Retailers have seen substantial growth to their own-brand products over the course of the economic downturn, prompting Tesco, Carrefour, Metro and others to take advantage of the opportunity and launch their own value brands. While that upward trajectory is expected to flatten out, many of those consumers that did make the shift likely will continue to buy own-brand goods, according to Verdict Research.
Meijer and Publix are both working with Produce for Kids to help encourage children to eat more fresh produce. Meijer hosted educational events in parks this summer, while Publix held in-store presentations that taught children and parents how to cook healthy foods.
Save-A-Lot is experiencing sales growth by offering a basic, no-frills approach to grocery shopping. The store uses a limited inventory that lures bargain shoppers and other consumers affected by high gas and food prices.
Michigan-based supermarket chain Meijer has started offering customers its own-brand milk from cows not treated with hormones. "Consumers want the same wholesome and delicious taste of our Meijer brand milk without the concerns of cows being treated with this artificial growth hormone. This move is not a reaction to any health concerns[;] it's a decision to give our customers what they want," said Ralph Fischer, Meijer's group vice president of grocery.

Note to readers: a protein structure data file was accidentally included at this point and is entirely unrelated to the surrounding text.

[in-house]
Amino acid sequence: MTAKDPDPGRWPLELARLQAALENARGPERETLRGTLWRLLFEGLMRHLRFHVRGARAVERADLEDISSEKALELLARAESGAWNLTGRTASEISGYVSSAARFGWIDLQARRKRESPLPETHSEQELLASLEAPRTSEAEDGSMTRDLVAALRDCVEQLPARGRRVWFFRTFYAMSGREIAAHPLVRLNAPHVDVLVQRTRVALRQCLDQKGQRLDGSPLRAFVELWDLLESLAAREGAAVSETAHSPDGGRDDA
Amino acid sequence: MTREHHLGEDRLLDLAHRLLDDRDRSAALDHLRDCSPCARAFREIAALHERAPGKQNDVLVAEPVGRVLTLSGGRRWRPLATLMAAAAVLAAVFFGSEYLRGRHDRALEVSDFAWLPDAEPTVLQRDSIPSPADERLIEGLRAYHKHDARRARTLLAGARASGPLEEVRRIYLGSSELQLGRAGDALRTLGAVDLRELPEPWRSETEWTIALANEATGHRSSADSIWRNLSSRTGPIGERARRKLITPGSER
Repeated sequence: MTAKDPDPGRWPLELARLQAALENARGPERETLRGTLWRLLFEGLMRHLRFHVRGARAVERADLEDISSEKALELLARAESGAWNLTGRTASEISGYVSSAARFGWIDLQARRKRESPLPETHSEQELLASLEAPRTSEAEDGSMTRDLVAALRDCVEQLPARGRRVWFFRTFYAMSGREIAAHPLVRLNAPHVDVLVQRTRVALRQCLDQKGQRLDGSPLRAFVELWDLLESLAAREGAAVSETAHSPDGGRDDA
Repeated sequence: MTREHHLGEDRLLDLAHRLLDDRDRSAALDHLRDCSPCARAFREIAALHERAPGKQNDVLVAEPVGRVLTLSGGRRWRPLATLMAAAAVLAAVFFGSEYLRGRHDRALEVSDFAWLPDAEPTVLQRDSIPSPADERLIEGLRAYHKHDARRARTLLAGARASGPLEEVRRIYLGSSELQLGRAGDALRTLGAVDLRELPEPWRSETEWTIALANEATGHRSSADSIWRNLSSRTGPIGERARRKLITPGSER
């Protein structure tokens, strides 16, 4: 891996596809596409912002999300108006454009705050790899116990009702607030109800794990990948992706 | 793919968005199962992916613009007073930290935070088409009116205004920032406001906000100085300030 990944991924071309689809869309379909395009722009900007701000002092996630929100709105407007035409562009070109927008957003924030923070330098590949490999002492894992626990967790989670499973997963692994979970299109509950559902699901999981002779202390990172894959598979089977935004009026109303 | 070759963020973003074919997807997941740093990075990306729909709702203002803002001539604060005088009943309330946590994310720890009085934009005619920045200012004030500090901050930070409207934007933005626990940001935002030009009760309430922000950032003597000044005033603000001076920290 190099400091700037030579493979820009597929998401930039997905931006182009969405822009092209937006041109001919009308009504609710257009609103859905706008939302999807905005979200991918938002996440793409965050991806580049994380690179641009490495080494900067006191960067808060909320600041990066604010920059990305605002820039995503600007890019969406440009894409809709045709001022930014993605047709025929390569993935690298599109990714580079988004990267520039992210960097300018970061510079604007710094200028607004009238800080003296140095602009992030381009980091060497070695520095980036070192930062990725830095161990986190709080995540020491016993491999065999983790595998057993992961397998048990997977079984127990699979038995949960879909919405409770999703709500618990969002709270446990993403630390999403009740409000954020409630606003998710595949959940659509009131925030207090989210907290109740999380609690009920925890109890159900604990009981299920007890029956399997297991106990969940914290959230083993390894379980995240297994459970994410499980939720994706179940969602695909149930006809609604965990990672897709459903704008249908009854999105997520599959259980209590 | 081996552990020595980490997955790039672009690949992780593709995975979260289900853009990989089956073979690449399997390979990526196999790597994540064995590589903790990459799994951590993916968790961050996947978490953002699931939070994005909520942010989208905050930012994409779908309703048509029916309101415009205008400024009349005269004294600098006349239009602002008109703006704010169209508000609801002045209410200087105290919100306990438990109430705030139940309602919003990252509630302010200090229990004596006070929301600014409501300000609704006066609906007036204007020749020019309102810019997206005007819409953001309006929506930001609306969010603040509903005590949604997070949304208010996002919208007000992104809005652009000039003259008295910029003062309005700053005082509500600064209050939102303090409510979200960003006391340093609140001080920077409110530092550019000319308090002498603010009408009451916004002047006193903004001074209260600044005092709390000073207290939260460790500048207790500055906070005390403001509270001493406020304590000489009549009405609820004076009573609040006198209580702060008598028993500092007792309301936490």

A U.K. government initiative to encourage more consumption of fruits and vegetables has met resistance from supermarket giants Sainsbury's and Tesco. Sainsbury's said it will not affix the government's five-a-day logo to its own-brand products and Tesco said it remains undecided.